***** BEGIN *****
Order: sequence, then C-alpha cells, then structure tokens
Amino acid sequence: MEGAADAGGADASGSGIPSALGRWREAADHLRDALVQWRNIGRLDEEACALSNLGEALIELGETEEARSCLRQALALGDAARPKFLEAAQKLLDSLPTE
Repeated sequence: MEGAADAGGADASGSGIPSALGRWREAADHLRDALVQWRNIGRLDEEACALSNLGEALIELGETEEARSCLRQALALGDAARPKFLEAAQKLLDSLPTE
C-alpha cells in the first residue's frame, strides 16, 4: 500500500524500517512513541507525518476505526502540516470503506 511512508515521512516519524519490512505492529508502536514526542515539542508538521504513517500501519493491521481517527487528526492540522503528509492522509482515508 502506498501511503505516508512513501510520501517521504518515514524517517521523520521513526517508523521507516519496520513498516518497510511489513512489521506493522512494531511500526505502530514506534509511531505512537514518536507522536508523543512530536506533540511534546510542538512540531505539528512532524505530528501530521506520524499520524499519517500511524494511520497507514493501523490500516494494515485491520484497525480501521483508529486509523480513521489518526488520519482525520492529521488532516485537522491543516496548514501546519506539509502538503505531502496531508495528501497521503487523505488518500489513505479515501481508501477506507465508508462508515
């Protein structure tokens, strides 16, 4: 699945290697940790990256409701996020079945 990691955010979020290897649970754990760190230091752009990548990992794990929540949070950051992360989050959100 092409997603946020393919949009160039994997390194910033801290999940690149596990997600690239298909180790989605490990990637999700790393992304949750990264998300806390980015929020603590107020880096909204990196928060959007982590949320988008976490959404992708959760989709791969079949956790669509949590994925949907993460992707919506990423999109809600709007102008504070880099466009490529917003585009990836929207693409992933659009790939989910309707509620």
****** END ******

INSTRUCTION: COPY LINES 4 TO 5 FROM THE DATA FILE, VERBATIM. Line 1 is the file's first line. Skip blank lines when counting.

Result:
C-alpha cells in the first residue's frame, strides 16, 4: 500500500524500517512513541507525518476505526502540516470503506 511512508515521512516519524519490512505492529508502536514526542515539542508538521504513517500501519493491521481517527487528526492540522503528509492522509482515508 502506498501511503505516508512513501510520501517521504518515514524517517521523520521513526517508523521507516519496520513498516518497510511489513512489521506493522512494531511500526505502530514506534509511531505512537514518536507522536508523543512530536506533540511534546510542538512540531505539528512532524505530528501530521506520524499520524499519517500511524494511520497507514493501523490500516494494515485491520484497525480501521483508529486509523480513521489518526488520519482525520492529521488532516485537522491543516496548514501546519506539509502538503505531502496531508495528501497521503487523505488518500489513505479515501481508501477506507465508508462508515
């Protein structure tokens, strides 16, 4: 699945290697940790990256409701996020079945 990691955010979020290897649970754990760190230091752009990548990992794990929540949070950051992360989050959100 092409997603946020393919949009160039994997390194910033801290999940690149596990997600690239298909180790989605490990990637999700790393992304949750990264998300806390980015929020603590107020880096909204990196928060959007982590949320988008976490959404992708959760989709791969079949956790669509949590994925949907993460992707919506990423999109809600709007102008504070880099466009490529917003585009990836929207693409992933659009790939989910309707509620």